(As a side note, as much as Muiccia is one of the outstanding designers working presently, her latest collection with the flower as a symbol and concept for her collection is a huge turn-off for me; it's all so Art School-thesis and pretentious.).
One could find all kinds of meaning in Jil Sander’s show and her return to the label after an eight-year absence. There was the white set with a concave, spherical ceiling that resembled an architect’s idea of a modern, corporate conference room. One woman — Ms. Sander herself — was going to speak that day and the audience, seated around the square platform, was going to listen.
There were the words on the first line of the program note: “Reset to zero.” This implied that Ms. Sander was going to erase, more or less, the designs of Raf Simons, even the progressive ones. She now held the controls, and there was a good chance she would bleach his modernist palette. (She did.) And there were the clothes themselves, beginning with the opening outfit: a masculine vest that essentially morphed into a feminine dress with a surprising (for her) bit of swing. And there were the closing dresses in white cotton with rubberized polka dots. Hadn’t Ms. Sander done a circle print in her last great collection before she fell out with her company’s owner and left?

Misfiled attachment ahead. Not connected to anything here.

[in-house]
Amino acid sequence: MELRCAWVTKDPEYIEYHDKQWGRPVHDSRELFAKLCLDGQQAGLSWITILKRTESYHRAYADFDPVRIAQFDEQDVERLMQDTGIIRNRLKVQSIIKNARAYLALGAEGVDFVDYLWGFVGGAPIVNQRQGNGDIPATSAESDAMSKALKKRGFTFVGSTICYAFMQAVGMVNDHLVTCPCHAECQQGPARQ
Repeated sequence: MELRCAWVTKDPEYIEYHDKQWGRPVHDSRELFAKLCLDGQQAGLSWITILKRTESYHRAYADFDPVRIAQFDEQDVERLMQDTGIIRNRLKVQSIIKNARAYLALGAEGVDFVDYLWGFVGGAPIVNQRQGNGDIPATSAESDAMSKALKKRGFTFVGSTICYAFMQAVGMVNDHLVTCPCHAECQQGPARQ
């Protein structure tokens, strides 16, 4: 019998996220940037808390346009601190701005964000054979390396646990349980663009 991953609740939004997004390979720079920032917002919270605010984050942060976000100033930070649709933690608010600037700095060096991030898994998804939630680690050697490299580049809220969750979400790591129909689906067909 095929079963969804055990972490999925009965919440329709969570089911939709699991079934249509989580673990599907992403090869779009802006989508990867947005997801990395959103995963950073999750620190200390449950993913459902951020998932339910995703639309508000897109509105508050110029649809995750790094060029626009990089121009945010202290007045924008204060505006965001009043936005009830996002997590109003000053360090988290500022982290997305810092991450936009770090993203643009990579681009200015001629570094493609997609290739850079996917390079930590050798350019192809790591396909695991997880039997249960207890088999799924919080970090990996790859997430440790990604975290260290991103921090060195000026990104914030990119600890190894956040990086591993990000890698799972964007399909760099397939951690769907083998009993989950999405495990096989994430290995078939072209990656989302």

Maybe the most important thing to take away from her show on Saturday was how powerful the Jil Sander brand is. At the most basic level it has survived three different corporate owners in the past decade. But Ms. Sander’s minimalist concept has proven to be incredibly durable and also expansive. I detected some of Mr. Simons’ contribution in the airy volumes. Well, why not? Ms. Sander might feel she has something to say about those shapes, as well as dress designs she has done in her own history at the brand, and which Mr. Simons explored. The point is she demonstrated just how everlasting and rich minimalism is in fashion. And almost by default, Jil Sander has become its chief pilot.
Among the worthwhile looks in this engaging collection were the slightly nipped-waist jackets worn over a loose white cotton top and boxy shorts, the plain summer dresses with slightly spherical, elbow-length sleeves, and the updated version of a dirndl with a shapely cotton blouse. Also appealing were the variety of cascading cotton shirts — a wardrobe staple next spring. The accessories, especially high-heeled ankle boots with a contrasting, turned-down beige flap, kicked up the new fashion quotient quite a bit. And they had editors chattering on Twitter.
Suzy Menkes -